If shipowners want to minimise congestion issues they need to benchmark VSAT services against various parameters.
Committed information rate
A customer’s guaranteed minimum bandwidth, committed information rate (CIR), should always be available, even when all vessels within a beam require their contracted capacity simultaneously. But this is not always the case, said Mr Singam.
“Some connectivity providers deploy a methodology in which they design their network hoping that all sites on a beam will not require their CIR simultaneously,” he said. This is known as dynamic CIR.
“While comparative service offerings may look similar on paper, some providers regularly ‘pack’ the network,” said Mr Singam.
“They take a chance that customers will not have high bandwidth demands at the same time, limiting customers’ ability to burst to a higher throughput.”
Maximum information rate
VSAT providers also offer a maximum information rate (MIR) – the maximum achievable bandwidth rate for a ship – if they design the network to ensure customers can experience the speeds that match their expectations. This can be listed as a ‘best effort’ offering.
But, to maximise profitability some providers expect ships to share a smaller amount of bandwidth by having higher CIR and MIR oversubscription ratios.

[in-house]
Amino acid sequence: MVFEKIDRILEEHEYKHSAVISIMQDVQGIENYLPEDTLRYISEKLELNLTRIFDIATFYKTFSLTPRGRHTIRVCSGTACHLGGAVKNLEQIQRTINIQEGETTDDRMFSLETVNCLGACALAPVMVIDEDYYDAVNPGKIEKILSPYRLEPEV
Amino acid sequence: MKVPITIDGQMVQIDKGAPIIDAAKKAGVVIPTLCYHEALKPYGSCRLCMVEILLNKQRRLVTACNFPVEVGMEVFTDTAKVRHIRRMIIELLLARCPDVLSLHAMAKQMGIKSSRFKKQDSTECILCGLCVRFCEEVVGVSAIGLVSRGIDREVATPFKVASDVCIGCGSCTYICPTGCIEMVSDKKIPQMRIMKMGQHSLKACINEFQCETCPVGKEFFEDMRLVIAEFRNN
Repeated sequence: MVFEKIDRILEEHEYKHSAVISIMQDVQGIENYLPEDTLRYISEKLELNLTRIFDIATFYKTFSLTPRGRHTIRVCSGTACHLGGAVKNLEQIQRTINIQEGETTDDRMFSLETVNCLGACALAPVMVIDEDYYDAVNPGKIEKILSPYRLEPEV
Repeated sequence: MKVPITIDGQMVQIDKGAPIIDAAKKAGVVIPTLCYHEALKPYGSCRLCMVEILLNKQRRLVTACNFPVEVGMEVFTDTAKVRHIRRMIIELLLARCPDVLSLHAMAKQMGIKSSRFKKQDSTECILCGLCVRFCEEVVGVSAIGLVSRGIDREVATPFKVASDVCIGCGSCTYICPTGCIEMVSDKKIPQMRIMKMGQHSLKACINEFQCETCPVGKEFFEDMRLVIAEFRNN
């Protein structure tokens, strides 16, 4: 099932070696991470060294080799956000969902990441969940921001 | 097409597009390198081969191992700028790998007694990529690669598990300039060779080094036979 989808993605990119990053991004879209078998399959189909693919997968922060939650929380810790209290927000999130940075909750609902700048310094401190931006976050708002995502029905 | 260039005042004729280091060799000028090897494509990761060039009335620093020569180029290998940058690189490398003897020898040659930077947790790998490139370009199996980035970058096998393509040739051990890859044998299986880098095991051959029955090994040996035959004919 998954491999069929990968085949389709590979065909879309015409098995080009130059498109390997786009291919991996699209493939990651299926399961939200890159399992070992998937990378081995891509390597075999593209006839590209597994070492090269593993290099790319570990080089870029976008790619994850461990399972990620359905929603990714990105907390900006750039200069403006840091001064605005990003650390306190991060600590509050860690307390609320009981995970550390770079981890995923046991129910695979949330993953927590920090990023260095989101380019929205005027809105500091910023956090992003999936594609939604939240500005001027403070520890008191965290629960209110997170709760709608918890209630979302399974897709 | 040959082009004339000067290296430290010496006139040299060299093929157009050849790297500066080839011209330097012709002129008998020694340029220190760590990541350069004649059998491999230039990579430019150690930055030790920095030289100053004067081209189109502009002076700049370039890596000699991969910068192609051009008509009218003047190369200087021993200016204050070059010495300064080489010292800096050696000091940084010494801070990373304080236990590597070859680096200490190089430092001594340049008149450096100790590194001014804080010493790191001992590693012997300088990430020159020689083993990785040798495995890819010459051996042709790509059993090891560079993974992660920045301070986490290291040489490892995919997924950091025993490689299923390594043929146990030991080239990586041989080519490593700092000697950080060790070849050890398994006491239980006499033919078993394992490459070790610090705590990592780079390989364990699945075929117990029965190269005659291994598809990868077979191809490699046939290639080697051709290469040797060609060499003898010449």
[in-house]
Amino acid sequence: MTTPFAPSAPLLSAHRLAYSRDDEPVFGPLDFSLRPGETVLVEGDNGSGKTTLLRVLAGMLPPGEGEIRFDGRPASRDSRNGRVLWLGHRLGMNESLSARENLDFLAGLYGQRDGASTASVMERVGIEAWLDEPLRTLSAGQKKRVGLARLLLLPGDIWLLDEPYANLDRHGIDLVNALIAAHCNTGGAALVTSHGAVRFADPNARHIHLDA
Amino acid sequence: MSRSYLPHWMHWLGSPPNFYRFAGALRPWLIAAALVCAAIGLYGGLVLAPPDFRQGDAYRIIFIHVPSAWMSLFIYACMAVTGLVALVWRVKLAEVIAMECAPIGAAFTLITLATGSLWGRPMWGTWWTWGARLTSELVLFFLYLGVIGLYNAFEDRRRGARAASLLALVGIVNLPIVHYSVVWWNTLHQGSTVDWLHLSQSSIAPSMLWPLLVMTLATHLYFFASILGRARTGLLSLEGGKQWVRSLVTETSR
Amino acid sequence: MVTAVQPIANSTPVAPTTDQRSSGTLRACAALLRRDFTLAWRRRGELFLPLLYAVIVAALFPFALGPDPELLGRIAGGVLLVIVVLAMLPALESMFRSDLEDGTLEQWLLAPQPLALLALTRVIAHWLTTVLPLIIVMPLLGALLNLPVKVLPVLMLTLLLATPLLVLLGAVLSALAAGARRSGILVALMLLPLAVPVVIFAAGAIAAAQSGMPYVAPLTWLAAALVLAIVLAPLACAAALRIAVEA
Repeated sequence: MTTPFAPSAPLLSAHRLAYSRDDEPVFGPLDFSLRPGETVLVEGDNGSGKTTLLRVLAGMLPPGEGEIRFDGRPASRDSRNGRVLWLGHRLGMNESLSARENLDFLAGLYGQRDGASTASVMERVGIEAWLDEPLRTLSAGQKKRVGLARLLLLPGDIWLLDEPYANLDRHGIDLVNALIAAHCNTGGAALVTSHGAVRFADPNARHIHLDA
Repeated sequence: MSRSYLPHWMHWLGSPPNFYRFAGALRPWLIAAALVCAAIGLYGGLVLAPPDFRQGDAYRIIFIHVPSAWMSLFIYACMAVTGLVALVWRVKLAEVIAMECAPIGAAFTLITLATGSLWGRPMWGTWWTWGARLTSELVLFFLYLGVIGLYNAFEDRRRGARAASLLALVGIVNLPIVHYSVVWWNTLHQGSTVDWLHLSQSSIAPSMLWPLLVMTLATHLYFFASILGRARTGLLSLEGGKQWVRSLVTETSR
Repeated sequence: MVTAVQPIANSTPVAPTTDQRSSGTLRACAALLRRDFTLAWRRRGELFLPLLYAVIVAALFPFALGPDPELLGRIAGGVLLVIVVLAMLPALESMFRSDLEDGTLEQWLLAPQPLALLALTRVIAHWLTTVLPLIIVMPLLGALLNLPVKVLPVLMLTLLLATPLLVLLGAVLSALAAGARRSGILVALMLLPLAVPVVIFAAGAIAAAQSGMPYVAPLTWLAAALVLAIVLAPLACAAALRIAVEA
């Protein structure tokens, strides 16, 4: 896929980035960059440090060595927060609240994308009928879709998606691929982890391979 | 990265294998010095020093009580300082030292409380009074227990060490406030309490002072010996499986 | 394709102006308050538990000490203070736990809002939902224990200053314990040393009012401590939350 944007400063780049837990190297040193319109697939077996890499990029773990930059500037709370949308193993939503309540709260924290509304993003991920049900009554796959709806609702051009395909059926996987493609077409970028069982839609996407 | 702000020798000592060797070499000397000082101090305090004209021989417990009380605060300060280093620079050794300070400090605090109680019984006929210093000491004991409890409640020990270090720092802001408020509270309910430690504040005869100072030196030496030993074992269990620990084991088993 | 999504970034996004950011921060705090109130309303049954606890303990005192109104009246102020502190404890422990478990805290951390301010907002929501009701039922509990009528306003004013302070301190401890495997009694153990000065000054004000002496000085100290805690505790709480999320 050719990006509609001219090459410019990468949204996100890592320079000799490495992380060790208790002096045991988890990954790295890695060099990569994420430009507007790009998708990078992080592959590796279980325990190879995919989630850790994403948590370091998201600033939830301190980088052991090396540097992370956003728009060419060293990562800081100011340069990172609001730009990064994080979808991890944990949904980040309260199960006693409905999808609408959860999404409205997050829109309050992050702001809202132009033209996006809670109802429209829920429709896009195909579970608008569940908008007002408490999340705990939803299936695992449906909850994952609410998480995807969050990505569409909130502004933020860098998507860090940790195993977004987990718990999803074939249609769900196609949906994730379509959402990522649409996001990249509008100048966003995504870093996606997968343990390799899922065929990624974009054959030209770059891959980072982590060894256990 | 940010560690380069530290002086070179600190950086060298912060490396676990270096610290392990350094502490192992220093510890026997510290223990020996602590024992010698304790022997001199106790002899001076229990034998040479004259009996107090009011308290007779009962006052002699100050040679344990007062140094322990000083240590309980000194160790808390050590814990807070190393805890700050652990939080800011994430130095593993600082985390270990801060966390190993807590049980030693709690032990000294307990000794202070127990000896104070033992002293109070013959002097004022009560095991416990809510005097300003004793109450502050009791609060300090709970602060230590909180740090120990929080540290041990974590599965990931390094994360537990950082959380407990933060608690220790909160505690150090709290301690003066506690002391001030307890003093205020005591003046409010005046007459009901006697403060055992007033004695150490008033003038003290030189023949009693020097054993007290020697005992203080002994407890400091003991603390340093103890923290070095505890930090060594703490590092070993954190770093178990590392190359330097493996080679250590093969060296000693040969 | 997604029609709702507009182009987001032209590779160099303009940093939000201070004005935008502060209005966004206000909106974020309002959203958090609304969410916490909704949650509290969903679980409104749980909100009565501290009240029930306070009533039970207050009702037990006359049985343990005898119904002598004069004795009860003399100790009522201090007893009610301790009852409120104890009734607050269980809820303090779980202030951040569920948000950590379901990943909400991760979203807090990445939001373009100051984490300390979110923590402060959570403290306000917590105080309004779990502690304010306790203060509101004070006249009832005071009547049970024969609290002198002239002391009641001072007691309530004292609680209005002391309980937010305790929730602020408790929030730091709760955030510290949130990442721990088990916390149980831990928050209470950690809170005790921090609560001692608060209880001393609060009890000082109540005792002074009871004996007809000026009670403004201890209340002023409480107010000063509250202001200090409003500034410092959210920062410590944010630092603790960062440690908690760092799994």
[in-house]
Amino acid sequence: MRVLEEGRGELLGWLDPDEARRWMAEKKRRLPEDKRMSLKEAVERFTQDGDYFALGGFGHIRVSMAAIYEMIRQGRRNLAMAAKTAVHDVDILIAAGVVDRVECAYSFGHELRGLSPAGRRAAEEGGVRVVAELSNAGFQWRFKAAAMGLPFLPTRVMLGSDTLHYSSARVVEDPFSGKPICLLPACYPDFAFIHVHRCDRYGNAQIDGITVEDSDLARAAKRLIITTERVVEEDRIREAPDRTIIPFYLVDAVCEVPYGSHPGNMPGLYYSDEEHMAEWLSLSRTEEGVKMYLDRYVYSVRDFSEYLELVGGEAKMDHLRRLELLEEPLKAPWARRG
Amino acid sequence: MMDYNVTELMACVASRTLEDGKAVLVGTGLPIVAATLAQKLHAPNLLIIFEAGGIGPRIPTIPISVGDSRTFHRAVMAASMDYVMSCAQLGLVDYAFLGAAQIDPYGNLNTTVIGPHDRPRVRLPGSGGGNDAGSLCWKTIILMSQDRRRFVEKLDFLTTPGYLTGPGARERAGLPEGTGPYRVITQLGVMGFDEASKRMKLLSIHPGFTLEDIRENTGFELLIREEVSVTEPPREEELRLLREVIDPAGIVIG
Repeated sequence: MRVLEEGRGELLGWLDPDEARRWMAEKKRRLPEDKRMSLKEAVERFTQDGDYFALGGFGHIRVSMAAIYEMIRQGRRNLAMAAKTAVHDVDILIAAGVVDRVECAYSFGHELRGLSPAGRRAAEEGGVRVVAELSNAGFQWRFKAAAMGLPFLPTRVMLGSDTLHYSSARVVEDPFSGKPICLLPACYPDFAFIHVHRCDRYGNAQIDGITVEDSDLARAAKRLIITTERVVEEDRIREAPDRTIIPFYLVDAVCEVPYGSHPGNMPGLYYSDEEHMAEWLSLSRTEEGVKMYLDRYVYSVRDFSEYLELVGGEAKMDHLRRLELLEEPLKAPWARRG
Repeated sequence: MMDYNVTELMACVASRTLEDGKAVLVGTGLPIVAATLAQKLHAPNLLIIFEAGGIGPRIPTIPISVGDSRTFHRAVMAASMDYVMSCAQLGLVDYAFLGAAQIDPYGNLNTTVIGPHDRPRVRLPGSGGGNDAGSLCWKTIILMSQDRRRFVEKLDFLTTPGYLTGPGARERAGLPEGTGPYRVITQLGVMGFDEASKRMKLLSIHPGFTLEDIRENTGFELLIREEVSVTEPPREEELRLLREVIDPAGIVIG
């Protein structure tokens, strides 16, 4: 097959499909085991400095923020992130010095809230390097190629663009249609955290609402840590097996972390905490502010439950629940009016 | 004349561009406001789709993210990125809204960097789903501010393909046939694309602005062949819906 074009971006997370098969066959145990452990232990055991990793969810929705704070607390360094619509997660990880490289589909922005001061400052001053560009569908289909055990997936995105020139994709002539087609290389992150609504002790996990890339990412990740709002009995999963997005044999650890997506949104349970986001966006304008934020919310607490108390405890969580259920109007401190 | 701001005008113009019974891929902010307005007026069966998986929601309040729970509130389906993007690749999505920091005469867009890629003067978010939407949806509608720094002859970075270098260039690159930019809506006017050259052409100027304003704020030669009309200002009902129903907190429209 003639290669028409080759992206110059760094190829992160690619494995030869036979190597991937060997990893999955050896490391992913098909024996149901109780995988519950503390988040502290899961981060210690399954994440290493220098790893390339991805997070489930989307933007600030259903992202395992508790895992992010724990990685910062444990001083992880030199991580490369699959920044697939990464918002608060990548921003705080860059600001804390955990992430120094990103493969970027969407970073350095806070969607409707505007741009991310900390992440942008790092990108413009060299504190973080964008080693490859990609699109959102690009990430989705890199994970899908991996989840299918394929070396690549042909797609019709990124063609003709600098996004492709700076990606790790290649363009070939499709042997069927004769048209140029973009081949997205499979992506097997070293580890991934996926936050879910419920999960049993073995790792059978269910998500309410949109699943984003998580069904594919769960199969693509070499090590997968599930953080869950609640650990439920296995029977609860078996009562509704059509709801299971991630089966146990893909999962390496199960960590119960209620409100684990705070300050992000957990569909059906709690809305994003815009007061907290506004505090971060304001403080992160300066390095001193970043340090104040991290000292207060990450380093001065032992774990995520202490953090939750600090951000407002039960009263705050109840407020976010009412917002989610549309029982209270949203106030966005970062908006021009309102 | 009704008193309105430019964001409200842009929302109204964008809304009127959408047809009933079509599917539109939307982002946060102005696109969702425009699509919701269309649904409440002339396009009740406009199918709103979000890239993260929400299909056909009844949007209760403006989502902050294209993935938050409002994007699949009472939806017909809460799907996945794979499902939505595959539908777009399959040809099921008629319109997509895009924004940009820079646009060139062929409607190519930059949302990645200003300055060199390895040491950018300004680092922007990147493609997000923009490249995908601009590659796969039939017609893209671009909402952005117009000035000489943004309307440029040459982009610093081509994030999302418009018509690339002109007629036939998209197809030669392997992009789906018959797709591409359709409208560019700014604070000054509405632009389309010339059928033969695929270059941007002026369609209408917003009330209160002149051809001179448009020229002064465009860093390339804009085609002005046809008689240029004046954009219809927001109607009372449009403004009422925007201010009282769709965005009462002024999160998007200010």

“With high-oversubscription ratios, shipowners are less likely to reach their maximum data rate for bursting,” said Mr Singam.
In recent tests, a commercial maritime fleet operator was only able to achieve approximately 20-25% of their MIR at any time. “While most service providers will not guarantee MIR rates, by the nature of network planning and design, owners should expect to see their MIR 20% of the time,” said Mr Singam.
“The service becomes congested as everyone is fighting for the same bandwidth”
MIR oversubscription rates in many VSAT networks for maritime customers range from a ratio of 8:1 to 32:1. “Service providers who subscribe to higher contention ratios are betting that for every 32 customers, only one will need their burst,” he continued.
“If more customers need a burst, the service becomes congested as everyone is fighting for the same bandwidth within a network.”
To mitigate this, VSAT providers should offer advanced connectivity technologies for high-throughput, such as smart-satellite beam switching to support efficiency and scalability for remote operations.